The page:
Girls Inc. Launches #GirlsToo Campaign

Seven in Ten Girls Are Sexually Harassed by the Time They Leave High School

Girls Inc. meets with Rep. Salud Carbajal in Washington

Courtesy Photo

Girls Inc. meets with Rep. Salud Carbajal in Washington

Within the past year, the #MeToo movement has raised national awareness of the harassment and violence women face on a daily basis, but a new campaign aims to direct attention to younger victims as well.

On October 15, exactly a year after #MeToo went viral on social media, the Girls Inc. chapters of Greater Santa Barbara and Carpinteria announced their new campaign, #GirlsToo. “The campaign is really about girl development," said Barbara Ben-Horin, CEO of Girls Inc. of Greater Santa Barbara. "We want people to know the toll that sexual harassment can have on youth.”

The first year of the campaign is focused on awareness — seven in 10 girls are sexually harassed by the time they leave high school, and many hear boys making sexual comments on a weekly basis. Through #GirlsToo, the goal is to address the stereotypes and social norms that fuel this behavior. According to spokesperson Kristen Weaver, “Our organization led with the #GirlsToo movement because combating bullying, harassment, and sexual violence is the number one issue girls face every day.”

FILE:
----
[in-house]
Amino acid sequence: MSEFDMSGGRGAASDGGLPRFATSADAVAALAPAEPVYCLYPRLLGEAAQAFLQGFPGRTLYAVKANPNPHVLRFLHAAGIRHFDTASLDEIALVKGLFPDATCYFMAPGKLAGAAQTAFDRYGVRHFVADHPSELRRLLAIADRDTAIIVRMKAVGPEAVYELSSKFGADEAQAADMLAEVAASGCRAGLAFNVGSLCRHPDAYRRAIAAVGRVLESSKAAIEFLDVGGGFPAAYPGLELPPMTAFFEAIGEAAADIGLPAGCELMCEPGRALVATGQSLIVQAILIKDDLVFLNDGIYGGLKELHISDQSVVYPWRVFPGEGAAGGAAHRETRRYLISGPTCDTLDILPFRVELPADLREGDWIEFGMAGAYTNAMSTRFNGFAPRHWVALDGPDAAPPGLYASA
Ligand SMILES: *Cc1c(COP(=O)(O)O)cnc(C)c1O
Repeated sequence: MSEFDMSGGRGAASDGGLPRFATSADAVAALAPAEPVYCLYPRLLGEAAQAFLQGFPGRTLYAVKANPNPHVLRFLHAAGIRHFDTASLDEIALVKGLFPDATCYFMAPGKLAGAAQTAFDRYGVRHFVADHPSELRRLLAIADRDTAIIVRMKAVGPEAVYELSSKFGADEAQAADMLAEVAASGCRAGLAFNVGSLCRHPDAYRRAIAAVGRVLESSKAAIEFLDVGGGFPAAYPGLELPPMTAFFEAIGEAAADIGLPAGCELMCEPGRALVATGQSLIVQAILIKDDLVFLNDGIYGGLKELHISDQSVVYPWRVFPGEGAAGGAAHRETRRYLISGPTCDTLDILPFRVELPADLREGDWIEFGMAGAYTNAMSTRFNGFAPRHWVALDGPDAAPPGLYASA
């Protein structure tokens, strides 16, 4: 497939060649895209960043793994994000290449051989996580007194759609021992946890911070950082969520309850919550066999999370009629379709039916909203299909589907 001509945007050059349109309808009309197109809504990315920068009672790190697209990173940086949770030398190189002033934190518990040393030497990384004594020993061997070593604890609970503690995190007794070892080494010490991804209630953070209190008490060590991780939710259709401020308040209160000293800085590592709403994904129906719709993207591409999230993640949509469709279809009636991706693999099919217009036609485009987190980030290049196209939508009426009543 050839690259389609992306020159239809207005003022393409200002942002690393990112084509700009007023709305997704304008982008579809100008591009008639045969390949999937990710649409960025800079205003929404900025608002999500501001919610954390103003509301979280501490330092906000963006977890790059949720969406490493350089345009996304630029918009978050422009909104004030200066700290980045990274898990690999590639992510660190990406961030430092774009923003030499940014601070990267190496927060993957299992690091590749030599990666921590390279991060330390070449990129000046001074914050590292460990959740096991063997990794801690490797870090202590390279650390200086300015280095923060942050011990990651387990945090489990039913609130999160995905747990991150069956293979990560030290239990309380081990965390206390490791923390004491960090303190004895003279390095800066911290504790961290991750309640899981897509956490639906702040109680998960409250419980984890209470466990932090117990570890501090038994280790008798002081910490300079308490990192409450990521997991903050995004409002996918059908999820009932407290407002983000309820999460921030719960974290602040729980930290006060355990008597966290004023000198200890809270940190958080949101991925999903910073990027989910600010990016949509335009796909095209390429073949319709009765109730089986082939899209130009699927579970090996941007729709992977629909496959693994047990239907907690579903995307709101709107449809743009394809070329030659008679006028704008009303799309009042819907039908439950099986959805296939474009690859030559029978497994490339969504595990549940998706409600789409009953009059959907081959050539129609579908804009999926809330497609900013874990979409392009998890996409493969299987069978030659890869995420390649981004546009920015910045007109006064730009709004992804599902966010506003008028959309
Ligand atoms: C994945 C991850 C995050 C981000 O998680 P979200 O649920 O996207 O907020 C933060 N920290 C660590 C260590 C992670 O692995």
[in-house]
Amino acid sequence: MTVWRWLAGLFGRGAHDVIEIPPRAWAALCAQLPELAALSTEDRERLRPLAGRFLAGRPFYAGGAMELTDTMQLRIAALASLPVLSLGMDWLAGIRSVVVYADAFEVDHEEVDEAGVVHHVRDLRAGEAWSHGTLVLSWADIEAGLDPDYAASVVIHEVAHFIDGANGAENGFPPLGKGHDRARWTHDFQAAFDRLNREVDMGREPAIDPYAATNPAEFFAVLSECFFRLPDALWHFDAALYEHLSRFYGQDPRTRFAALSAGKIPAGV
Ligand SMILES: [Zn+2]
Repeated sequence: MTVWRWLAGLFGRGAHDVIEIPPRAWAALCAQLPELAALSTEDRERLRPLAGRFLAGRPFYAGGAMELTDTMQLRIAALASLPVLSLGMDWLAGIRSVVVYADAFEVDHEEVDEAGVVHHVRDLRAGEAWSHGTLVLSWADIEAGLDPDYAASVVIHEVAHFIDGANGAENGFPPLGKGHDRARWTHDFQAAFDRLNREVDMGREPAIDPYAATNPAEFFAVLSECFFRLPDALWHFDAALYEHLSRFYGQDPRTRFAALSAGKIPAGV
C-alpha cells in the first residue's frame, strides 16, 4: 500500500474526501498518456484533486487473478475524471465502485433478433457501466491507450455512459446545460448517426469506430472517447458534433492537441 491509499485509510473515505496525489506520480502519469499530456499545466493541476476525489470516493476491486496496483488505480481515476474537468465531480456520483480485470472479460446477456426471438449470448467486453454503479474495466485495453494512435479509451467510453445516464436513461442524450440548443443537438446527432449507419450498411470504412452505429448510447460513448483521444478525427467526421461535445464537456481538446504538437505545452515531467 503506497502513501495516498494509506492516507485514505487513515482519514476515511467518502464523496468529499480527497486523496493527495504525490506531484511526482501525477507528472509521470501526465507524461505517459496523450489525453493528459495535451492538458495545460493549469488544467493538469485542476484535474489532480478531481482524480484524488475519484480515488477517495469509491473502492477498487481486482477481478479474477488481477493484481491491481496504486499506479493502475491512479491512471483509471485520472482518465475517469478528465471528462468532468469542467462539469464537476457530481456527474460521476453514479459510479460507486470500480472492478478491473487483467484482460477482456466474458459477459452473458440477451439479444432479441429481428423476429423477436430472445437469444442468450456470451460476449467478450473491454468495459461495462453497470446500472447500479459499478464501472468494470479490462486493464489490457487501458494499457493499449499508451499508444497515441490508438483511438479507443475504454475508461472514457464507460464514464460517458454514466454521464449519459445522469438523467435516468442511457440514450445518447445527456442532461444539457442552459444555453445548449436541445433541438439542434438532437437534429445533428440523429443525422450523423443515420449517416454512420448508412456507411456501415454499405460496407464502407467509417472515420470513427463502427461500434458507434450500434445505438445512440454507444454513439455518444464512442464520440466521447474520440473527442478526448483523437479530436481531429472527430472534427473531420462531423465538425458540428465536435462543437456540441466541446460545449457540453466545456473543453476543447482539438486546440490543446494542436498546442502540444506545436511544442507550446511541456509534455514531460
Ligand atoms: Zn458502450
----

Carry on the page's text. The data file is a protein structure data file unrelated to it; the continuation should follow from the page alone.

Affiliate organizations across Canada and the United States are also now committing to translating girls’ most pressing concerns into action. “Girls across the country are advocating for more leaders and adults in their lives to recognize that it's not just women, but youth that are affected,” said Weaver. “Girls can’t do this alone. They need the commitment of the whole community to enact change.”

People can make their pledge to support the movement on the Girls Inc. website. Depending on whether they identified themselves as youth, educators, or guardians, they are offered options including resources for harassment victims and ways for adults to become more informed.

“It is imperative people make the connection on how assault impacts girls,” Weaver said. “Often, harassment affects girls’ ability to stay in school, changing the direction of their lives later on. Violence is not an isolated issue.”

The program's national outreach is already making headway. At a recent conference in Washington, D.C., 300 Girls Inc. representatives encouraged elected officials to take the pledge themselves, as well as share the #GirlsToo movement within their own networks.